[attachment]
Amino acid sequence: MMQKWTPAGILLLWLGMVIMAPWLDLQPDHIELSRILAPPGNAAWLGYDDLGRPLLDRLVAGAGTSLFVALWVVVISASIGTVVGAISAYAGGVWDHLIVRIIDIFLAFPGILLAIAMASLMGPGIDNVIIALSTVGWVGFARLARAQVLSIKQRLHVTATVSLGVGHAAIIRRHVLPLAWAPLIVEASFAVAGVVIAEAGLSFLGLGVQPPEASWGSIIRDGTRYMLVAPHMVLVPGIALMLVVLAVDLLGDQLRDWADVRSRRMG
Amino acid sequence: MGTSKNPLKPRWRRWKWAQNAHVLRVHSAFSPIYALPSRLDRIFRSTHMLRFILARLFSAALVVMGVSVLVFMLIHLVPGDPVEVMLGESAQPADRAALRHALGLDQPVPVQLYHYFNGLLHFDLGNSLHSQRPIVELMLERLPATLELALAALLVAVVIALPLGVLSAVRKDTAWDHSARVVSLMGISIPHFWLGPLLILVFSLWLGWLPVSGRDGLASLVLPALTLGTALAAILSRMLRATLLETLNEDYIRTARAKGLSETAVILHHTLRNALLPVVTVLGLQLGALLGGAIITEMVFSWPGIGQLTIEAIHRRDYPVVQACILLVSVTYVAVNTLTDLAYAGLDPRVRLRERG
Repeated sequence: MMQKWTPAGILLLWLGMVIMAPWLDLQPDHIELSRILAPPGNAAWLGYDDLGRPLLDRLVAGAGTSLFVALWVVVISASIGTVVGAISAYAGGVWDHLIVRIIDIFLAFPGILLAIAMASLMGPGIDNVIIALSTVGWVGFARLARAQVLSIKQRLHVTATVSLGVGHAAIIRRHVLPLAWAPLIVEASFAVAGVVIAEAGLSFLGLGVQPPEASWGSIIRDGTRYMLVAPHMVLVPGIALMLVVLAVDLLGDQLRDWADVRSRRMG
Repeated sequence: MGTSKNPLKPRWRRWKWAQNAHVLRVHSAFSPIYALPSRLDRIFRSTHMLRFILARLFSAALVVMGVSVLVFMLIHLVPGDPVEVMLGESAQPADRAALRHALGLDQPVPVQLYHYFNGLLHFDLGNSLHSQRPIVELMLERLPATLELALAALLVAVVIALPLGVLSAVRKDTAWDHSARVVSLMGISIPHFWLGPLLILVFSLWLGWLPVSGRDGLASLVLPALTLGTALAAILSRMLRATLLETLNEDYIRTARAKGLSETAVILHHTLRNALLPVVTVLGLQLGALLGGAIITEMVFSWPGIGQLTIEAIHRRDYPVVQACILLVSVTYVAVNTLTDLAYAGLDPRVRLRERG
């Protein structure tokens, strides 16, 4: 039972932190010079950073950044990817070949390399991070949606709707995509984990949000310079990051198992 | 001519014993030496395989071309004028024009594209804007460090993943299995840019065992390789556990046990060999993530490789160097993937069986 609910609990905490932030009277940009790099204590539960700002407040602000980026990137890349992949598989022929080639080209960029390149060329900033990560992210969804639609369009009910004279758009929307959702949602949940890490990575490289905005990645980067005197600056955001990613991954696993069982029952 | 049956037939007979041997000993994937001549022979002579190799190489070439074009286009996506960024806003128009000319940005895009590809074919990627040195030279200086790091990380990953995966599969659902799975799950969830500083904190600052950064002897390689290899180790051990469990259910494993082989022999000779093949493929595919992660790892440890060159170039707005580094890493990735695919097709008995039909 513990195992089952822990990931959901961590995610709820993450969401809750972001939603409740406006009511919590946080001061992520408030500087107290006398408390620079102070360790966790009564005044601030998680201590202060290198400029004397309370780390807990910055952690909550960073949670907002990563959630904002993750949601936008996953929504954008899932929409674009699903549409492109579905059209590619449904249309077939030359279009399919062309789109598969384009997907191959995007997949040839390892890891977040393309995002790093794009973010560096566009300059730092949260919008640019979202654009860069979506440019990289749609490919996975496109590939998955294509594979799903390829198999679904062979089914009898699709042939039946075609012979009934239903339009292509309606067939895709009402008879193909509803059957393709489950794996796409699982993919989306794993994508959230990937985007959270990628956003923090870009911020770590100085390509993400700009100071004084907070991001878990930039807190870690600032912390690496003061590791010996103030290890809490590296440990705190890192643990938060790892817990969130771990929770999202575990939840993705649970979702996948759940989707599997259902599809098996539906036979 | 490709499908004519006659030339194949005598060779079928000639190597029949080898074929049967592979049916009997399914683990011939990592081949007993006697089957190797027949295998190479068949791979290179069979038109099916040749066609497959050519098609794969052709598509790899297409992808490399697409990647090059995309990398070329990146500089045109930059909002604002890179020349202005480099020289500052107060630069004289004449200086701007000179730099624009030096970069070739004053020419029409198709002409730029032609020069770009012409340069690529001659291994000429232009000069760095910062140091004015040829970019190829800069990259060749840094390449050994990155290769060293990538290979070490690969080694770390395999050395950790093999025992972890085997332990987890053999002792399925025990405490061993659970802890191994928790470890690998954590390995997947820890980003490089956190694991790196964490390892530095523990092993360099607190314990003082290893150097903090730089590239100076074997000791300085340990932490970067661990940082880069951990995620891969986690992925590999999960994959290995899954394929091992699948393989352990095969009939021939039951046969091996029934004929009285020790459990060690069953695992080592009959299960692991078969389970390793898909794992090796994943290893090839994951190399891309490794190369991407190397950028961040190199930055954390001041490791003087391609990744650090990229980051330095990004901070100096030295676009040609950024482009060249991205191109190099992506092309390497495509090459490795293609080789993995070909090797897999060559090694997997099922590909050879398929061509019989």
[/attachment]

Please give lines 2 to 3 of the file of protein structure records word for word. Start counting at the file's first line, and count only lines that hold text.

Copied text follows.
Amino acid sequence: MGTSKNPLKPRWRRWKWAQNAHVLRVHSAFSPIYALPSRLDRIFRSTHMLRFILARLFSAALVVMGVSVLVFMLIHLVPGDPVEVMLGESAQPADRAALRHALGLDQPVPVQLYHYFNGLLHFDLGNSLHSQRPIVELMLERLPATLELALAALLVAVVIALPLGVLSAVRKDTAWDHSARVVSLMGISIPHFWLGPLLILVFSLWLGWLPVSGRDGLASLVLPALTLGTALAAILSRMLRATLLETLNEDYIRTARAKGLSETAVILHHTLRNALLPVVTVLGLQLGALLGGAIITEMVFSWPGIGQLTIEAIHRRDYPVVQACILLVSVTYVAVNTLTDLAYAGLDPRVRLRERG
Repeated sequence: MMQKWTPAGILLLWLGMVIMAPWLDLQPDHIELSRILAPPGNAAWLGYDDLGRPLLDRLVAGAGTSLFVALWVVVISASIGTVVGAISAYAGGVWDHLIVRIIDIFLAFPGILLAIAMASLMGPGIDNVIIALSTVGWVGFARLARAQVLSIKQRLHVTATVSLGVGHAAIIRRHVLPLAWAPLIVEASFAVAGVVIAEAGLSFLGLGVQPPEASWGSIIRDGTRYMLVAPHMVLVPGIALMLVVLAVDLLGDQLRDWADVRSRRMG